Hughes, Eugene 'Nudie'

June 18, 1993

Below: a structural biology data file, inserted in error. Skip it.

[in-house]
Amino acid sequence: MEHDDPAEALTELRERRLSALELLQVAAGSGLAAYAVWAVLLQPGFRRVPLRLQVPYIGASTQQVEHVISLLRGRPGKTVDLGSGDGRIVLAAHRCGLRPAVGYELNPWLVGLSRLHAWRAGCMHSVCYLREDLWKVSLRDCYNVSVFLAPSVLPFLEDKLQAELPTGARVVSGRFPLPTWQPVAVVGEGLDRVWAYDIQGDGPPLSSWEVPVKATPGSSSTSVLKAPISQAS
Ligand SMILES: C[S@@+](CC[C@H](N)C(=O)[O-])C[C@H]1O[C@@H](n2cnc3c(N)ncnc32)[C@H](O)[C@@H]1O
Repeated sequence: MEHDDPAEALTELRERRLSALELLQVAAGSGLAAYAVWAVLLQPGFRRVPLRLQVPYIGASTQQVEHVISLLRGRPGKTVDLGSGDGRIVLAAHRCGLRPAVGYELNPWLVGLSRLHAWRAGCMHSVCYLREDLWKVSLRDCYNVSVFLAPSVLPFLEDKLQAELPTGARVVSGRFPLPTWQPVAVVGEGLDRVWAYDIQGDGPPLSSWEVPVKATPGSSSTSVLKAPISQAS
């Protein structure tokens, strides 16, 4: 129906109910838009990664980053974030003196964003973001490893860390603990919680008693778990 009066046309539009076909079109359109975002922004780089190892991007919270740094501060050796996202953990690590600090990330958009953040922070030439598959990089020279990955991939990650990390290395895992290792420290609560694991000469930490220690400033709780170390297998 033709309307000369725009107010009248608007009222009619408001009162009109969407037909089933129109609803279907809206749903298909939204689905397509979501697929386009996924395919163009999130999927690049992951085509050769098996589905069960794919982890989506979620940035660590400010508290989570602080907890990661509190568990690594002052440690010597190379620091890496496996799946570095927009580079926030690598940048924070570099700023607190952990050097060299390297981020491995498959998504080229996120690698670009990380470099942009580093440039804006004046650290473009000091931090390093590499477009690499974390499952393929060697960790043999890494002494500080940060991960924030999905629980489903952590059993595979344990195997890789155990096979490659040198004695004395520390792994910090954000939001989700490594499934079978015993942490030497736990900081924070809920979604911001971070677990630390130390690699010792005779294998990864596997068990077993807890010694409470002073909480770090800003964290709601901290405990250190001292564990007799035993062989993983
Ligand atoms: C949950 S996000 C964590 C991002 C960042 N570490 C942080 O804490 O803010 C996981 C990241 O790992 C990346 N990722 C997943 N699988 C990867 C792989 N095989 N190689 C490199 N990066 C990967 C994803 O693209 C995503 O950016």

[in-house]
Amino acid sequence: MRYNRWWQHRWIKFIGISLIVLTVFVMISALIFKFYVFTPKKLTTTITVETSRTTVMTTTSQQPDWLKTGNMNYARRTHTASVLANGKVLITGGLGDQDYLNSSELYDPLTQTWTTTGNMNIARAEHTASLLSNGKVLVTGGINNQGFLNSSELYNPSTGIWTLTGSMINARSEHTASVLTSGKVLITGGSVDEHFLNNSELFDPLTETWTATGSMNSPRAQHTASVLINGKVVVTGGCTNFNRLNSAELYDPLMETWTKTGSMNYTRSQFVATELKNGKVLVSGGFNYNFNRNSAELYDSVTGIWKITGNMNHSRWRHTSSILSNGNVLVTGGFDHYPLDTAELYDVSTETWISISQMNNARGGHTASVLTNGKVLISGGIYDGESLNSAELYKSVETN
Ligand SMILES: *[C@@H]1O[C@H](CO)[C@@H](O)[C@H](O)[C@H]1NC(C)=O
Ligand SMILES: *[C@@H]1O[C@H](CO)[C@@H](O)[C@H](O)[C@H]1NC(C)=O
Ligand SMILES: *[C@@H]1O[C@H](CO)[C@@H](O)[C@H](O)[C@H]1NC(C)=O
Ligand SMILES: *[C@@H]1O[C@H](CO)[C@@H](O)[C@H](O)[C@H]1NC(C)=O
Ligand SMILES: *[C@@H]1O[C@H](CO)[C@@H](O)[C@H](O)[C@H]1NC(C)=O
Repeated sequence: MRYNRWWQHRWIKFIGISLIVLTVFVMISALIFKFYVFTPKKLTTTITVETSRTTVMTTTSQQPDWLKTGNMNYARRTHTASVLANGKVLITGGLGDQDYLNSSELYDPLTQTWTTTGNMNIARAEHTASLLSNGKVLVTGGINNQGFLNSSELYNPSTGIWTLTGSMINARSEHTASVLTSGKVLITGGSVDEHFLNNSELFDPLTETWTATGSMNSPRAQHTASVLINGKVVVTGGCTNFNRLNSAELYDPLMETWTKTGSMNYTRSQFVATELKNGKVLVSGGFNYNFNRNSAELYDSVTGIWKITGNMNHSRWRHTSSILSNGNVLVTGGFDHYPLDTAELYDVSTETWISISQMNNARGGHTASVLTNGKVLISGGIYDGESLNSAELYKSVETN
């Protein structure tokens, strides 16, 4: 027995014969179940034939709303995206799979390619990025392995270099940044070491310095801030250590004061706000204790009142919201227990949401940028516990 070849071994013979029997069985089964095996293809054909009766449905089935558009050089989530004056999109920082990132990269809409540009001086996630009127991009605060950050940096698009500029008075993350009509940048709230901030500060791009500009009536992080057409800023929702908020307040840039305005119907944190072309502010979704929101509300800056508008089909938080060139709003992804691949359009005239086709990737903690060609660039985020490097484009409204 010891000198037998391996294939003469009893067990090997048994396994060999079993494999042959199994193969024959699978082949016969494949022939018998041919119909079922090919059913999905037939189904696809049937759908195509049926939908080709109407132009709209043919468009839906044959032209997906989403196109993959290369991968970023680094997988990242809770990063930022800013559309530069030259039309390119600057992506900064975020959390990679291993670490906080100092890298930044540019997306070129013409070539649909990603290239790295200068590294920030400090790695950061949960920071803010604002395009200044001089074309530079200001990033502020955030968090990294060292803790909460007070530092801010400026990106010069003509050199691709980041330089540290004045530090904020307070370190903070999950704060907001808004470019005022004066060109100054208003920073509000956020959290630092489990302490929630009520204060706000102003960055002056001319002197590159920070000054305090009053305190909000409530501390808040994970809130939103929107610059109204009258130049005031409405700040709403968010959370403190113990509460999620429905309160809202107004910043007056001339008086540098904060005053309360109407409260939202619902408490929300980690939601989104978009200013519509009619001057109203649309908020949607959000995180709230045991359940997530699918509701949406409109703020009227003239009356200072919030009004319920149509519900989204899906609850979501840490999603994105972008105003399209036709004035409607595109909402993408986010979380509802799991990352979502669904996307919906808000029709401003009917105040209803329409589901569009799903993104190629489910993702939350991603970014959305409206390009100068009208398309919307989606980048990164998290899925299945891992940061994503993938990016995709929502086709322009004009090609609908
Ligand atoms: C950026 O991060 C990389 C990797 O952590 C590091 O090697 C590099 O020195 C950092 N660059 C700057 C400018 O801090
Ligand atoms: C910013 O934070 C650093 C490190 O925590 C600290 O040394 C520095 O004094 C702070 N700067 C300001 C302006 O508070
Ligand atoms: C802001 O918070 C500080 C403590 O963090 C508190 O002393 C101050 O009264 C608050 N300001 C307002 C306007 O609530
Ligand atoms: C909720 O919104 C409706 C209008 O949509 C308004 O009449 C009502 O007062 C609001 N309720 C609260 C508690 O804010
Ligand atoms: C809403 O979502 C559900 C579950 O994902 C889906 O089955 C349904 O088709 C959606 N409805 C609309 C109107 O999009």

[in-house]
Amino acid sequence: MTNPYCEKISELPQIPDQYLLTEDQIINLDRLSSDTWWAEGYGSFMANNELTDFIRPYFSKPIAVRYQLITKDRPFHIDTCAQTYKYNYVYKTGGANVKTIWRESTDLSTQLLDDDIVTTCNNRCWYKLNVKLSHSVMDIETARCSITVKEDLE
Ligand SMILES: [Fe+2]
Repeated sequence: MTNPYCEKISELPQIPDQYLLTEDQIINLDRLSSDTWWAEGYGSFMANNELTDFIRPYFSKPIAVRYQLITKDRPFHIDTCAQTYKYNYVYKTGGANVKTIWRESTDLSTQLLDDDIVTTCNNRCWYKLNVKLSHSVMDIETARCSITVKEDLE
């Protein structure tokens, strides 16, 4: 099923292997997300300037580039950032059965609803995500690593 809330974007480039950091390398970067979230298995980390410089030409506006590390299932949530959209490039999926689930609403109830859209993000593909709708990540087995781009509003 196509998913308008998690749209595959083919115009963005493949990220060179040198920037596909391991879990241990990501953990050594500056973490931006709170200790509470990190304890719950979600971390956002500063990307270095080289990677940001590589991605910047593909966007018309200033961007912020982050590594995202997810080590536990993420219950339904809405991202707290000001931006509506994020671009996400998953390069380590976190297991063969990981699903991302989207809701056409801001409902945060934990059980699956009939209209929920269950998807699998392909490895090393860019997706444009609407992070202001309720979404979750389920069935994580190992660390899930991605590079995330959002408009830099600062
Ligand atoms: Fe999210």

Eugene 'Nudie' Hughes Part of Monaghan sporting folklore The genesis of Eugene Hughes took place in the town of Castleblayney some 35 years ago. Born into a family of 14, he was to become one of Monaghan's greatest all-time sporting celebrities. However, Eugene's christian name just never stuck. "One out of every 200 people might call me Eugene - everybody else just knows me as Nudie." Nudie Hughes is surely Monaghan's most acclaimed GAA export. In fact, he is quite simply a part of Monaghan folklore. Patrick Kavanagh, Barry McGuigan, 'Big Tom' McBride, Nudie Hughes. He slots into the list as comfortably as you'd expect Roy Keane to fit into an Irish jersey. It was at the very tender age that Nudie first developed an interest in the game that was to make him famous. Raised in the York Street area of Castleblayney, a young Eugene Hughes was hooked on football by the age of five years old. Not even in his wildest dreams could he have imagined the harvest he was going to reap in the world of GAA. When asked what are his best memories in football, Nudie Hughes is quick to replay. "Winning the Ulster titles with Monaghan in '79, '85 and '88 were the highlights of my career. And also winning the Ulster Club Championship in '86 and '90." The list of accomplishments which have been achieved by Nudie throughout his career is both long and impressive. He has been honoured with an All Star award on three occasion. For the first of these All Stars in 1979, he was named as right corner back. On the other two occasions at left corner forward. Nudie was also named as a replacement on three separate occasions. Monaghan have only ever won one Senior National Football title - the National League in the 1984/85 campaign. The 'Nudie Hughes' factor played a vital role in that glorious campaign. Indeed, Nudie would appear to have been involved in all Monaghan's major achievements. He could be described in Monaghan as the man with the Midas touch. Monaghan again reached the League final in 1986, but this time they were unlucky, losing to Laois by a single point. Nudie was also a part of the Ulster Railway Cup winning team of 1984, and was in the runners-up teams of 1993 and '88. In the 1983 team he played at half back. This shows, once again, the versatility of the player. Nudie was capable of playing at the highest level in a number of different position. Eugene Hughes acquire his famous nickname at a very young age. "It stuck for the rest of my days," he says. "Even the priests in the parish call me Nudie nowadays. I don't mind at all. There's nothing offensive in it as far as I'm concerned." Football would seem to be an inherent part of Nudie's life, no matter where he turns. He married a woman called Geraldine Hamill - her father won a Junior All-Ireland medal in 1956! "I had to do a lot of hunting to find her," he jokes. Nudie and Geraldine have two sons - Ciaran and Conor. The Castleblayney man also represented his county as a minor and at Under 21 level. However, his earlier days in football were not his happiest as he picked up a lot of injuries. Nudie Hughes has always been a dedicated servant to Castleblayney Faughs. With the club he has won seven county championship medals and two Ulster medals. "In Castleblayney, you are merited on the number of championship medals you have won. The Faughs are one of the most successful teams in the country, if not the most successful, with just over 30 championships." Nudie has had the honour of lining out alongside some exceptional players in his time. "I've played with some great players, such as Gerry Fitzpatrick, Eamonn Tavey and Paddy Kerr. But my old club and county team mate Eamonn McEneaney was probably the best. Myself and Eamonn combined very well together." These days, Nudie doesn't play very much. "I play a bit of club football. I have acquired what you might call a portly appetite. I would like to be in better shape but it's something you have to accept as you get older. I hope to remain a part of the club in Castleblayney and just enjoy myself. I don't know if I'll figure in the championship challenge this year. I've not played that much and I'm not doing very much training. But I'm happy enough - I've had my day." The 1993 style Nudie Hughes is partial to golf and music. "I enjoy a round of golf as weekends. I listen to classical music, especially the great composers." The Monaghan team which Hughes represented in the 1980's was a formidable side. Nudie will never forget how close Monaghan came to reaching the All-Ireland final in 1985. That was the year of the famous drawn game with Kerry. "I was after returning from my honeymoon that year. I remember there was greater excitement throughout County Monaghan. Looking back at that game, I've never seen a ball come back off the woodwork, like it did on us that day, and end up in the goalkeeper's hands. I think we were one of the unluckiest teams not to compete in an All-Ireland final. We never got the chance to show how good we were. In the replay we didn't make use of the extra man while Kerry made the ball do the work. But on the first day Monaghan were definitely superior. Things just didn't go our way." Another game which lives in the 'Faughs man's memory is the 1988 semi final when Cork defeated Monaghan by 11 points. "There was a gale force wind blowing that day, the likes of which I have never seen since. In the first half we elected to play against the wind. We went in at half time trailing by seven points. "At the start of the second half we reduced the deficit to five points. I will always maintain that what happened next was a bad error by the referee. The tackle which left Brendan Murray with a facial injury was a bookable offence. Instead of us getting a free, Cork went up to score a goal at the other end. That bad decision changed the course of the game. When refs make a decision - even tough they know it is a bad one - they are afraid to accept responsibility for their mistake and change their decision. What Nudie still admires about the Monaghan team of the 80's was the amount of hard work that was put into the side. "If players didn't think they were up to the standard required, they went out to train and improved. We went straight from division 3 to division 1, which was a great achievement for a county with only about 30 clubs. We had nearly the same team for ten years with only a few replacements available." What about the forthcoming game against Derry in the Ulster Championship semi final? "Monaghan have a very young side but I really think we have a chance. Sean McCague has a very successful past and he is one of the best motivators in the country. Our performance in the first half of the first match against Cavan was dismal - the players will accept that themselves. But in the second half of the first game and in the second match they were there to play football." "Monaghan are capable of upsetting Derry. I believe that it's all 'on the day'. At the start of the year I tipped Derry to win the Ulster title. I am very familiar with their team. But they have this thing about Monaghan. I have a notion that Monaghan could upset Derry. Ray McCarron is playing very good football at the moment. In the Cavan games and in the drawn match against Derry last year he was exceptional. A bit more support from the players around him would make a good player even better. Ray is going to come out on top no matter what. Derry showed a great hunger against Down. They'll have to have that hunger again on June 20th. The least that's expected of them now is an Ulster title. On the other hand, Monaghan have yet to peak. If they peak on that day and play as well as they are capable of, then they could win." From the sides remaining in the championship, Nudie believes that Derry are shaping up the best at the moment. He feels that they are currently the No 1 team. This will serve as added motivation to the Monaghan men. "To win anything you've got to beat the best." Eugene 'Nudie' Hughes, who is employed as a sales rep by Tennents Ireland Ltd says that he has no strong desire to be over-involved in the game in the immediate future. Although he has done a considerable deal of coaching for different teams during the past two years, he has recently declined a coaching job with the county team. "I'd like to watch them growing up." He feels that the time is coming where GAA players should be getting a better deal. "It's a disgrace that if a player gets injured he doesn't get fully compensated. This insurance policy they are talking about at the moment is a sham. If a player picks up an injury he shouldn't lose his wages." "GAA is great for young people. It gets them involved in something. The coaching system should be better - especially at school level. We should be better equipped to accommodate the young players coming in," says the 'Blayney and Monaghan great with a passing note. Taken from Hogan Stand magazine 19th June 1993